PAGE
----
The comments by Benny Gantz (pictured) come as Israel meanwhile lobbies countries for action at the United Nations over last week’s attack on the oil tanker Mercer Street that killed two people. (Reuters/File Photo)
  • Gantz responded to whether Israel was prepared to attack Iran with a blunt “yes”

TEL AVIV: Israel’s defense minister warned Thursday that his country is prepared to strike Iran, issuing the threat against the Islamic Republic after a fatal drone strike on a oil tanker at sea that his nation blamed on Tehran.
The comments by Benny Gantz come as Israel meanwhile lobbies countries for action at the United Nations over last week’s attack on the oil tanker Mercer Street that killed two people. The tanker, struck off Oman in the Arabian Sea, is managed by a firm owned by an Israeli billionaire.
The US and the United Kingdom similarly blamed Iran for the attack, but no country has offered evidence or intelligence to support their claims. Iran, which along with its regional militia allies has launched similar drone attacks, has denied being involved.
Speaking to the news website Ynet, Gantz responded to whether Israel was prepared to attack Iran with a blunt “yes.”
“We are at a point where we need to take military action against Iran,” Gantz said. “The world needs to take action against Iran now.”
Iran did not immediately respond to Gantz’s comments. However, in a letter Wednesday to the UN Security Council, its chargé d’affaires in New York described Israel as “the main source of instability and insecurity in the Middle East and beyond for more than seven decades.”
“This regime has a long dark record in attacking commercial navigation and civilian ships,” Zahra Ershadi wrote. “In less than two years, this regime has attacked over 10 commercial vessels carrying oil and humanitarian goods destined to Syria.”
Ershadi’s comments refer to an ongoing shadow war being waged on Mideast waterways since 2019 that has seen both Iranian and Western-linked ships attacked.
Last week’s attack killed the vessel’s Romanian captain as well as a British crew member who worked for Ambrey, a maritime security firm. In a statement Thursday, Ambrey identified the victim as Adrian Underwood, a former soldier in the British Army who started at the firm as a maritime security officer in 2020 before becoming a team leader.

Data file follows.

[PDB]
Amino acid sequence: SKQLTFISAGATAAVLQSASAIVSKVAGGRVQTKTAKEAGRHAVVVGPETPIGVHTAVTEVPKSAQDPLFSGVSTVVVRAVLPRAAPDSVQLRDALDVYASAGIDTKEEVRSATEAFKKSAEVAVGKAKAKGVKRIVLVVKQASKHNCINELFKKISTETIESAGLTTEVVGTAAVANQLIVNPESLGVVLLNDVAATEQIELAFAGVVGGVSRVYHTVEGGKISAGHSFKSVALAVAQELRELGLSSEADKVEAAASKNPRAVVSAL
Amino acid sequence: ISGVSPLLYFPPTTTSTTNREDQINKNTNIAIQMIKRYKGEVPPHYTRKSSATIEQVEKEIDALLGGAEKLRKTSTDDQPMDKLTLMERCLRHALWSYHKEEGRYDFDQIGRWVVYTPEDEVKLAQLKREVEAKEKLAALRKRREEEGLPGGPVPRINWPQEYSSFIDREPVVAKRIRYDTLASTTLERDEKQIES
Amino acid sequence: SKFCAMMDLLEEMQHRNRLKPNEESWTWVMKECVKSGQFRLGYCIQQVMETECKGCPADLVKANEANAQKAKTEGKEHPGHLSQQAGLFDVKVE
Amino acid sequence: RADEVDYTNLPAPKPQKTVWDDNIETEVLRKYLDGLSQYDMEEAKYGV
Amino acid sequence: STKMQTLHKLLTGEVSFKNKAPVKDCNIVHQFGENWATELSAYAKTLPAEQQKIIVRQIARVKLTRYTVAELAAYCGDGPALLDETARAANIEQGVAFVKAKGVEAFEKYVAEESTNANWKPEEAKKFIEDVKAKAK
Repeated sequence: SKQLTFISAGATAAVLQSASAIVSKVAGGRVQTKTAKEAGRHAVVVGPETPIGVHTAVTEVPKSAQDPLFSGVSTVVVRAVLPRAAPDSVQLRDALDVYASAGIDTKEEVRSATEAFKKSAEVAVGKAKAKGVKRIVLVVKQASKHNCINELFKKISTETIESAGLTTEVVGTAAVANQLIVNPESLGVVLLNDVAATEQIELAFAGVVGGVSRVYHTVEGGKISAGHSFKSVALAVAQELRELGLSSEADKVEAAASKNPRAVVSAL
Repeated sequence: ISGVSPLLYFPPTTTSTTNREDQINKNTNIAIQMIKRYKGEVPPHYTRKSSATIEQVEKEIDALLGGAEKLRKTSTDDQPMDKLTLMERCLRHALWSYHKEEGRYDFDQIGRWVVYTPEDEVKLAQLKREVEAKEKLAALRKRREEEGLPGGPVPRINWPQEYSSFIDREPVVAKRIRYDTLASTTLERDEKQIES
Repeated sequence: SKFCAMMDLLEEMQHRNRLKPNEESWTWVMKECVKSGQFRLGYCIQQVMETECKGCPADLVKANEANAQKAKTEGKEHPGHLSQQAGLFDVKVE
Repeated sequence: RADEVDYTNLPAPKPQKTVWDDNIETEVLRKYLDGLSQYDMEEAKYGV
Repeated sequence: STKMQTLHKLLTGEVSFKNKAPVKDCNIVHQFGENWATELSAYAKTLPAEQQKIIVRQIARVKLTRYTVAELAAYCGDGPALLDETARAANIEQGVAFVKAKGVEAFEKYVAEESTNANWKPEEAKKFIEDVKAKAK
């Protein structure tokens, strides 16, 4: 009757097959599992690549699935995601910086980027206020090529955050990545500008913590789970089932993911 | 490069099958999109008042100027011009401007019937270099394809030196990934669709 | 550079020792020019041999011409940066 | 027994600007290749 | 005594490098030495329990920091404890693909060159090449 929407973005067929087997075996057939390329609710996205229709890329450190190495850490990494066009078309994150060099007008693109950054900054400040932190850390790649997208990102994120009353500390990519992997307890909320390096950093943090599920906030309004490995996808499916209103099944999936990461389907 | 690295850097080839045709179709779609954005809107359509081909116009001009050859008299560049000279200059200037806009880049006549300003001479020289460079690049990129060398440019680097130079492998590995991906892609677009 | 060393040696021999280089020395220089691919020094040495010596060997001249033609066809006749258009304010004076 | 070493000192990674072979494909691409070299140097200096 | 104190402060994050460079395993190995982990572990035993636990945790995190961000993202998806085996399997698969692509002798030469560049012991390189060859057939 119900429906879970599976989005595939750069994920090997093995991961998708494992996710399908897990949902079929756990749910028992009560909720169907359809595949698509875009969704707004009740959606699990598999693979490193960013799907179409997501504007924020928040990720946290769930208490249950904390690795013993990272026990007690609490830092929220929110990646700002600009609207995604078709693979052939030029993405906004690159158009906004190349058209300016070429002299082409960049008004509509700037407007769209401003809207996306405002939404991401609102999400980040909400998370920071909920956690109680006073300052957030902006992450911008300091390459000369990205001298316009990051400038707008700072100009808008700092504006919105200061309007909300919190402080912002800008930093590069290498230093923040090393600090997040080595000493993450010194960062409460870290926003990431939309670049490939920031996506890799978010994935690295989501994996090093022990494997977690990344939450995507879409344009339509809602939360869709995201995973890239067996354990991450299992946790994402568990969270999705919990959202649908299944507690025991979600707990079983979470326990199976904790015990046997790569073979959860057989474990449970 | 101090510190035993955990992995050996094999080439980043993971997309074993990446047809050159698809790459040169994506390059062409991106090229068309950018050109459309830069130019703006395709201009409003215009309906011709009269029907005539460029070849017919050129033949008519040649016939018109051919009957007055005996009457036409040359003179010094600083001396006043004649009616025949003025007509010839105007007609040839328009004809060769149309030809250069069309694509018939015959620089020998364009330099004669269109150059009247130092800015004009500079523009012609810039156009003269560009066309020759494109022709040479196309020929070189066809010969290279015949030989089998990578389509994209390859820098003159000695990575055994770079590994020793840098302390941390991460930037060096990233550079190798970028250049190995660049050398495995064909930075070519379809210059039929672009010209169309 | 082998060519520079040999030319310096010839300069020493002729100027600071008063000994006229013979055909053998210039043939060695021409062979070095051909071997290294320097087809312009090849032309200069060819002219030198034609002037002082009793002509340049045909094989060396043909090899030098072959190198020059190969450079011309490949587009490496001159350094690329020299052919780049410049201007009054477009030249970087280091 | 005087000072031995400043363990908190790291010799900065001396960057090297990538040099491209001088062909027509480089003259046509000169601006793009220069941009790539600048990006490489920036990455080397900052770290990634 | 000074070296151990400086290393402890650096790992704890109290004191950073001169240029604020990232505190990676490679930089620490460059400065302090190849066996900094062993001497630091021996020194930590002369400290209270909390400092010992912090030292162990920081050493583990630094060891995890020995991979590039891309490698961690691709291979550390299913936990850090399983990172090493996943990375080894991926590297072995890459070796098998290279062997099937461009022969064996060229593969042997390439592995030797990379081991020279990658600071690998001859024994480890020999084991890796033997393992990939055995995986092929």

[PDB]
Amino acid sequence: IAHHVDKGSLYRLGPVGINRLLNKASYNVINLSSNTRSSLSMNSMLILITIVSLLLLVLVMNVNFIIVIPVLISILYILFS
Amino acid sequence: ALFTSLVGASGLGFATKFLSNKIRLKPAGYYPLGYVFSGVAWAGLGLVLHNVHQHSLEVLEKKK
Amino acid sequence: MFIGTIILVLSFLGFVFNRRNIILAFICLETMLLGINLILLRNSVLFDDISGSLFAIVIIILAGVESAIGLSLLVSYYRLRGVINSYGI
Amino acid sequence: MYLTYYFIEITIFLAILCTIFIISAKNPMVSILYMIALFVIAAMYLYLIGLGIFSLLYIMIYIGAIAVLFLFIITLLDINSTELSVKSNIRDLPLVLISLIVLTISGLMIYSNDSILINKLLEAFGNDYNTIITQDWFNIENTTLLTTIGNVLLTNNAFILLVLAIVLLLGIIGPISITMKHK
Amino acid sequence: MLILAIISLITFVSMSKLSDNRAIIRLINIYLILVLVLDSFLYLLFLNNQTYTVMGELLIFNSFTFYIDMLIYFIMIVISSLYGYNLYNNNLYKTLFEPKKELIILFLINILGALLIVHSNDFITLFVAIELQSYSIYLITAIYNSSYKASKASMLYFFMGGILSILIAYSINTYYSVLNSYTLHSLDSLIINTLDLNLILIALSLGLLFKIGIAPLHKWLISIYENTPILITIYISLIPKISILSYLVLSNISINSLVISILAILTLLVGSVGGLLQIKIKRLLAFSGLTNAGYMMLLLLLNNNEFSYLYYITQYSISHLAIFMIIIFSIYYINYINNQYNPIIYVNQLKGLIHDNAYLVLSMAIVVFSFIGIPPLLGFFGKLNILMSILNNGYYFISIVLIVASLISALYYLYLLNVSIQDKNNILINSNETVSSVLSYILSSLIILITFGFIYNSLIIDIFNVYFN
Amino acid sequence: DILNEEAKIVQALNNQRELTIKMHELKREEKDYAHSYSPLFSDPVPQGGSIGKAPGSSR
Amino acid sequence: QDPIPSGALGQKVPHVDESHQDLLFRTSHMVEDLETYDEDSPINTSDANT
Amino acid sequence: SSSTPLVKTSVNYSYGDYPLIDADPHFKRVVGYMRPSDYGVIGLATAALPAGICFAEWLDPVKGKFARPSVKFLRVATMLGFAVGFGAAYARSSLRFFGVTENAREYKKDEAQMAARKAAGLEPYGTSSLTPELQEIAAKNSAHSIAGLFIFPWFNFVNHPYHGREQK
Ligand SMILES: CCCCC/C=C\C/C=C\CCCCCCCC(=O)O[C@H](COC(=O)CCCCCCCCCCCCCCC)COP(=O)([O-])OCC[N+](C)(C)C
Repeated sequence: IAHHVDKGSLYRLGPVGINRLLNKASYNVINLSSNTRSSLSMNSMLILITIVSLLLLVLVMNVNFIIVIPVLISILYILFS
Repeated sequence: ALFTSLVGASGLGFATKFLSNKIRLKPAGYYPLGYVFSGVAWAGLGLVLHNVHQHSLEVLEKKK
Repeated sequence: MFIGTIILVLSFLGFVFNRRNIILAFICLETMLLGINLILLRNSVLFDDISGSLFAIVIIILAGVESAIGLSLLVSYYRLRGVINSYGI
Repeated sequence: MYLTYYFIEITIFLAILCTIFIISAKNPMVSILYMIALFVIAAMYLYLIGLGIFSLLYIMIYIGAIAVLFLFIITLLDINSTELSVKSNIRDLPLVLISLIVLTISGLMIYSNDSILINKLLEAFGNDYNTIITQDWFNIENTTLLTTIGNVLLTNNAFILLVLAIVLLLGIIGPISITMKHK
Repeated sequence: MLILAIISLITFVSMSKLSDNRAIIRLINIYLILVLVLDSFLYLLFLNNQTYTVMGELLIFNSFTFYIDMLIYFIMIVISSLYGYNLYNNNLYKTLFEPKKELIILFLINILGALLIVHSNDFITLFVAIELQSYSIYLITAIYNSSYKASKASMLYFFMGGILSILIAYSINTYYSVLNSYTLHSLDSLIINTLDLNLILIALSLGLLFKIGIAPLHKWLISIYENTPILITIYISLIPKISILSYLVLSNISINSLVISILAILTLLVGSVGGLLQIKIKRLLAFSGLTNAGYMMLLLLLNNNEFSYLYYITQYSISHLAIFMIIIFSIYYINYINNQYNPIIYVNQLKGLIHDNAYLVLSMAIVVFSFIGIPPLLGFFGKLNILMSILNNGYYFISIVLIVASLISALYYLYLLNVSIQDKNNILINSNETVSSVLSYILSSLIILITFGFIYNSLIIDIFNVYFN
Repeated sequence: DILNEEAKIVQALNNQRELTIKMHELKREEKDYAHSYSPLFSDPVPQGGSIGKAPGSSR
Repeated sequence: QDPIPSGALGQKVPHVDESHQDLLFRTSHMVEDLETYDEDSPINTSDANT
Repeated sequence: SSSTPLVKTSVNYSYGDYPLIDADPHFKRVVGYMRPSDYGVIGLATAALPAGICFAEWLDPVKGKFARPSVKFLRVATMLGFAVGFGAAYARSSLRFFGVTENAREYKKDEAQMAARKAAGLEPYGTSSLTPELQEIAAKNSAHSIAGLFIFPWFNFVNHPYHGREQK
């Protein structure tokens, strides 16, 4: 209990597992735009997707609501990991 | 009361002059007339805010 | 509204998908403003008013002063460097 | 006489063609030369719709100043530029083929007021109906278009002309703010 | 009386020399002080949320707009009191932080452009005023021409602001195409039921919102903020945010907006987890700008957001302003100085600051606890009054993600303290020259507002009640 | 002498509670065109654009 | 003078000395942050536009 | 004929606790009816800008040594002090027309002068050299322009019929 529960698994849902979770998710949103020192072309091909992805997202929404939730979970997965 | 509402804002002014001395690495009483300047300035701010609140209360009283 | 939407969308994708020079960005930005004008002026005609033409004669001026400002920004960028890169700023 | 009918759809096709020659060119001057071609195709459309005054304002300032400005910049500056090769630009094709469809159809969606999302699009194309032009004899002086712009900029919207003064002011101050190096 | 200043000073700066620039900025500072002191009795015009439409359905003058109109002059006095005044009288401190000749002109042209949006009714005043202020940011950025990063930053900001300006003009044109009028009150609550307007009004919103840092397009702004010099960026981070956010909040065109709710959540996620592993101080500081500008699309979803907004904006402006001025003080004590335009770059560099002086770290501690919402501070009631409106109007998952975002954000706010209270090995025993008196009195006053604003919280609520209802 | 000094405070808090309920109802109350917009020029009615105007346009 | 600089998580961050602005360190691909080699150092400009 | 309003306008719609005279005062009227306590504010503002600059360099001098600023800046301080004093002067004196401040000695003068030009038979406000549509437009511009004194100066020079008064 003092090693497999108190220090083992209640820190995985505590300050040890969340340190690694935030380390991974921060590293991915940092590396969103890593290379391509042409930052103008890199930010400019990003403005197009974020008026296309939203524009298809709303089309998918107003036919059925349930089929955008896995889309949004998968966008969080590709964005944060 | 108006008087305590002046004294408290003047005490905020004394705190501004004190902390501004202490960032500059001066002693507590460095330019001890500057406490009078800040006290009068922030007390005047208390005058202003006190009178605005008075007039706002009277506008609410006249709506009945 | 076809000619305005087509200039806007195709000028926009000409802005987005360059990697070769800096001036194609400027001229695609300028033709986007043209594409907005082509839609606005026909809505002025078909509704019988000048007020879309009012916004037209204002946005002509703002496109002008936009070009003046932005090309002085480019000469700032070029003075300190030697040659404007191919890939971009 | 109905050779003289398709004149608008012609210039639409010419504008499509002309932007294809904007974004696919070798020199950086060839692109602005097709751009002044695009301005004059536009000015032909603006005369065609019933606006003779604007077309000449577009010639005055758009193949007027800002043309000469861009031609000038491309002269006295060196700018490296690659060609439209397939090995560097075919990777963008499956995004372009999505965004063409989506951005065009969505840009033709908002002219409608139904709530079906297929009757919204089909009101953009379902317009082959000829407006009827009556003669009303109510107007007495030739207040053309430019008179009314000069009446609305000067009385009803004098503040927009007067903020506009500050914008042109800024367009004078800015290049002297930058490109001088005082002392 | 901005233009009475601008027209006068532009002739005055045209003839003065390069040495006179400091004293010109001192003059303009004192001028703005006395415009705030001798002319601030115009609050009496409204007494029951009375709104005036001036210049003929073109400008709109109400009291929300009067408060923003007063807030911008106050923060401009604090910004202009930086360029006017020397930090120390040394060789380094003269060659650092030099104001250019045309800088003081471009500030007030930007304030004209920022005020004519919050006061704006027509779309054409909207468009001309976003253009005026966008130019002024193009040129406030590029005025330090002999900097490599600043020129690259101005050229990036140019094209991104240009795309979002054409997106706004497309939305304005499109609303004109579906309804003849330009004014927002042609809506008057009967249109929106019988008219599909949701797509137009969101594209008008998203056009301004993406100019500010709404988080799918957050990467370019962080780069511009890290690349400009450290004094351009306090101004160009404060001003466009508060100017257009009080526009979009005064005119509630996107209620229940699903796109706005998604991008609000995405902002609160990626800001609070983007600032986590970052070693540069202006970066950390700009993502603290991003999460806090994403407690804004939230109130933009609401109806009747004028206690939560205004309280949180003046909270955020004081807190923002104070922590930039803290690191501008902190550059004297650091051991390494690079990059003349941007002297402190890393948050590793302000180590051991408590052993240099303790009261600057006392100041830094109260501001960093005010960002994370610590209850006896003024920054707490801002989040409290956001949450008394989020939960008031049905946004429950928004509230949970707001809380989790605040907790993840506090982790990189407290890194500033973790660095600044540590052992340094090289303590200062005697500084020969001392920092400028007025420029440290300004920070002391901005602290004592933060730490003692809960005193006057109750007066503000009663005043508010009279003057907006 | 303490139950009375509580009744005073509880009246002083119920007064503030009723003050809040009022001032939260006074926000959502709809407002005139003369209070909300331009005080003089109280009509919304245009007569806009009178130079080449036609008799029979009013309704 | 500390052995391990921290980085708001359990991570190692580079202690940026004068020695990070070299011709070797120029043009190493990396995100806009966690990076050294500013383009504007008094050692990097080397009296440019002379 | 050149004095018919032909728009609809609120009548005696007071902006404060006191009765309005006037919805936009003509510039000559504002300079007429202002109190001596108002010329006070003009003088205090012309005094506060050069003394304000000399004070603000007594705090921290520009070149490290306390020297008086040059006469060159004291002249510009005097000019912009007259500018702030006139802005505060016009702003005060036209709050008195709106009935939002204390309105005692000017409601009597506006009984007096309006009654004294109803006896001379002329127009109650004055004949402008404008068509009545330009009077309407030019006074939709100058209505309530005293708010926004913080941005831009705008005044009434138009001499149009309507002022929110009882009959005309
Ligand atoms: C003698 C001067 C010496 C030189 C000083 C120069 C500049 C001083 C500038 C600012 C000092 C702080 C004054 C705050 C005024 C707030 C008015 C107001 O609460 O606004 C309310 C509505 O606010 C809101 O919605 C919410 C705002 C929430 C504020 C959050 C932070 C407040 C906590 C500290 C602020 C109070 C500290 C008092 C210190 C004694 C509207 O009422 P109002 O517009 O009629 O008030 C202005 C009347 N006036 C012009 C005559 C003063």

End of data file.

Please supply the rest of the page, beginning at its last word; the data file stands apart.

“We continue to be in contact with Adrian’s family to offer support at this sad and difficult time,” said John Thompson, Ambrey’s management director.
The attacks began a year after then-President Donald Trump unilaterally withdrew from Iran’s nuclear deal with world powers, which saw Iran limit its enrichment of uranium in exchange for the lifting of economic sanctions. President Joe Biden has said he’s willing to rejoin the accord, but talks over salvaging the deal have stalled in Vienna.


Fears grow for Iranian dual-national prisoners ahead of Raisi inauguration

Fears grow for Iranian dual-national prisoners ahead of Raisi inauguration
Updated 05 August 2021

Fears grow for Iranian dual-national prisoners ahead of Raisi inauguration

Fears grow for Iranian dual-national prisoners ahead of Raisi inauguration
  • Iranian news outlets quote official as saying Tehran has “no incentive” for prisoner exchanges
  • UK govt spokesman: “Iran’s continued arbitrary detention of our dual nationals is unacceptable”

LONDON: Iranian media reports that Tehran has cooled interest in prisoner swaps with Western nations has thrown into doubt the release of British-Iranian dual national Nazanin Zaghari-Ratcliffe, and future relations between the two countries.

The Nour news website quoted a senior Iranian official on Tuesday as saying Tehran had “no incentive” to proceed with proposed prisoner transfers with the US, and a plan with the UK to exchange Zaghari-Ratcliffe for £400 million ($557 million) owed as part of a failed arms deal in 1979 had stalled after London also sought the release of environmentalist Morad Tahbaz, who holds both UK and US citizenship, as part of the negotiations. 

The shift in policy is thought to stem from the impending inauguration of new hardline Iranian President Ebrahim Raisi, which is set to take place on Thursday. 

He is accused by a multitude of international bodies of serious human rights violations — including murder, enforced disappearance and torture — during his tenure as head of Iran’s judiciary.

Zaghari-Ratcliffe was arrested at Imam Khomeini International Airport in 2016 on charges of espionage, and imprisoned for “plotting to topple the Iranian government.”

She has repeatedly been denied representation from the UK in her dealings with the Iranian court system, and was sentenced to a further year in prison in April on propaganda charges. She has always denied all allegations made against her.

On Wednesday, an Iranian court sentenced another British-Iranian, Mehran Raouf, to over 10 years in prison on charges of undermining the regime, alongside German-Iranian Nahid Taghavi.

Iran has been accused of engaging in “hostage diplomacy” to achieve various political ends. A UK government spokesman told the Daily Telegraph: “Iran’s continued arbitrary detention of our dual nationals is unacceptable. We urge the Iranian authorities to release the detainees without any further delay.”